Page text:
To lead is to learn, Clinton finds THE FIRST 100 DAYS

April 25, 1993|By Carl M. Cannon | Carl M. Cannon,STAFF GRAPHICWashington Bureau

WASHINGTON -- Even before winning the presidency, Bill Clinton and his trusted aides shared a single, burning obsession: They wanted to strike with blinding speed during the first 100 days.

As they envisioned it, William Jefferson Clinton's successes would stack up, one upon the other, so quickly that fellow Democrats would see him as their unquestioned leader, congressional Republicans would be afraid topoke their heads above ground and American voters would forget that fewer than half of them voted for him to be the nation's 42nd president.

Patterning himself after Franklin D. Roosevelt, the most successful Democrat ever, Mr. Clinton even made his bold hopes public.

"I know I can pass a sweeping package of legislation during the first 100 days of my administration," Mr. Clinton said last summer. "It will be the most productive period in modern history."

As a candidate, Mr. Clinton pledged economic assistance to Russia, to restore democracy to Haiti and to use U.S. military power to end "ethnic cleansing" in Bosnia. At home, he vowed to cut taxes on the middle class, defend abortion rights, lift the ban on gays in the military, streamline government, send every American student to college who wants to go, put 100,000 more police officers on the nation's streets -- and revamp America's entire system of delivering health care.

It was an agenda of breathtaking ambition, and certainly a snap shot taken only 100 days into the Clinton White House cannot provide a real picture of how successful he will be.

But Mr. Clinton, eager to have some input into the assessments of his first three months, insisted Friday: "In this hundred days, we have already fundamentally changed the direction of an American government."

Clearly, Mr. Clinton has fulfilled some promises while ignoring others. Some pledges, he has learned, are not as simple to accomplish as they seemed.

"It's easy in the campaign to say, 'Why don't these idiots do something about Bosnia,' " one senior administration official said. "But when you get here almost everything is more complicated than it looks -- especially on foreign policy -- and you've got to spend so much time on incoming flak."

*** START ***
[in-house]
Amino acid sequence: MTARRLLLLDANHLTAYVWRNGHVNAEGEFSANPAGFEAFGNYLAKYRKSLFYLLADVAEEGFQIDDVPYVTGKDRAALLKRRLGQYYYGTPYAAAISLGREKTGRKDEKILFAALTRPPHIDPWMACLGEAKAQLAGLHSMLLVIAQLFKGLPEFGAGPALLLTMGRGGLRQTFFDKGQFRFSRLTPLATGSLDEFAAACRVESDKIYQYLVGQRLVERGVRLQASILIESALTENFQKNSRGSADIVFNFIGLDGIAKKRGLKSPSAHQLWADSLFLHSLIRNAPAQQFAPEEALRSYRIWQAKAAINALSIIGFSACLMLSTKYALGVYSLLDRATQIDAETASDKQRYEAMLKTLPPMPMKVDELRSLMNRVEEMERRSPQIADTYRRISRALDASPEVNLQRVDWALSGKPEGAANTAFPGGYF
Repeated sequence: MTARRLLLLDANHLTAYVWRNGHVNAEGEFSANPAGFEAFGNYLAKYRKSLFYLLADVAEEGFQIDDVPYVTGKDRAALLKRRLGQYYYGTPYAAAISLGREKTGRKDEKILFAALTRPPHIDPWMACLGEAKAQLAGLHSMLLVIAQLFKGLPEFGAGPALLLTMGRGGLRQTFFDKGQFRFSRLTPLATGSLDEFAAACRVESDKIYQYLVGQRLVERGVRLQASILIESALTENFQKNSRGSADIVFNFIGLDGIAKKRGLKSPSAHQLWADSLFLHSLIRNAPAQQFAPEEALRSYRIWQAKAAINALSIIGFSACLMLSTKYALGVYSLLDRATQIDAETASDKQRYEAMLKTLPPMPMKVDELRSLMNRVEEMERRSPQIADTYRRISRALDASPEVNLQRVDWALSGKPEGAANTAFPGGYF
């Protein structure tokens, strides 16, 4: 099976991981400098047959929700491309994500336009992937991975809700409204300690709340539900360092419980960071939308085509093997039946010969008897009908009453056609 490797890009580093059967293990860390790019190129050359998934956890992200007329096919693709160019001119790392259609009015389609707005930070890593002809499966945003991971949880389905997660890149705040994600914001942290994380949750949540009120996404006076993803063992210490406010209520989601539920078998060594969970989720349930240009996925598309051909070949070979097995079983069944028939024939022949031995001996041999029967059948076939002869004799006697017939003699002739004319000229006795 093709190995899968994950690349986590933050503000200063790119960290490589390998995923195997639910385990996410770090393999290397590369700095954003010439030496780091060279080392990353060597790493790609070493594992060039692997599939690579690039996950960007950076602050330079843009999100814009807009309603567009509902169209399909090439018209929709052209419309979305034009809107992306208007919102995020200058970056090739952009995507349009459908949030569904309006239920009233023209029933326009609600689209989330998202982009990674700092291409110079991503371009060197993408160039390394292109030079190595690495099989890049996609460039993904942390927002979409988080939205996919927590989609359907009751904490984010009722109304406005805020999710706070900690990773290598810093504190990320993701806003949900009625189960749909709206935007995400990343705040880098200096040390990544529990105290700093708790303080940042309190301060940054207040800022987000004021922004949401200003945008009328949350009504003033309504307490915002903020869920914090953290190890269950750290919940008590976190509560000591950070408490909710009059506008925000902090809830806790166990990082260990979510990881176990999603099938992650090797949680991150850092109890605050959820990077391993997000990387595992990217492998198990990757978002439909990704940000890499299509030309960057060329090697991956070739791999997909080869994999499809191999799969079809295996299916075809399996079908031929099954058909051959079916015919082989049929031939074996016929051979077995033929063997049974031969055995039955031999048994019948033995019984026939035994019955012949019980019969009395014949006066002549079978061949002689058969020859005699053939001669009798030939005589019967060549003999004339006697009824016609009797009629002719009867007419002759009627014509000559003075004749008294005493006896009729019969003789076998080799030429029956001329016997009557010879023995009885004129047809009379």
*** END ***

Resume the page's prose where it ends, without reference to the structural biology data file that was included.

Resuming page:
In their zeal to hit the ground running, top Clinton administration aides not only kept to a breakneck campaignlike schedule during the transition period, but they made a point of being briefed by numerous officials of previous administrations.

"They kept saying the same thing," recalled Deputy Chief of Staff Mark Gearan. "They kept saying that nothing -- absolutely nothing -- you've ever done in your lives can prepare you for the White House."

Almost 100 days into the Clinton administration, this advice has hit home for everyone, even Mr. Clinton, who had dreamed of living in the White House as a teen-ager, thought carefully about how he would wield power there and obviously relished the trappings of the office.

"He loves being president," says George Stephanopoulos, White House communications director.

Inside the White House

Mr. Clinton had his college roommates up to his second-floor residences, recalled Baltimore novelist Thomas Caplan, and showed them how Thomas Jefferson's statue appears to be looking in at the president as he does his work.

But sometimes, especially late at night, the impact of the job hits him.

Press Secretary Dee Dee Myers recalls being in the Oval Office with a group of aides one night:

"George was there, and couple of others. Clinton was wearing a sweater . . . and he was telling us some history of the place," she recalled. "Then he folded his arms, and kind of shook his head, his eyes welled up -- and so did ours -- and he said, 'Can you believe this?' "

Then, last week, came the Week from Hell.

On Monday, the FBI stormed a cult compound with tanks, a decision that resulted in the burning deaths of an estimated 80 people, many of them children. Mr. Clinton, it turned out, had been briefed on the operation in advance.

Two days later, a $16.3 billion jobs bill that he had lobbied for strenuously for three weeks was killed by unconvinced Senate Republicans.

In remarks to the University of Maine hockey team on Wednesday, the president ruefully compared himself with a hockey player -- or maybe it was a hockey puck -- saying, "After spending three months getting banged around in this town, I can understand a little more about hockey than I did."

Adds Mr. Stephanopoulos, the aide on whom the president relies perhaps more than any other: "Obviously, we've learned a lot. Governing is different than campaigning. When the whole world is not paying attention to what you want it to, you can't just change the subject. You have to deal with it."

The Branch Davidians did not wait until the August recess to shoot and kill four agents of the federal Bureau of Alcohol, Tobacco and Firearms.

The Russian Parliament did not wait until Mr. Clinton's stimulus bill was safe to try and boot President Boris N. Yeltsin out of office, either.

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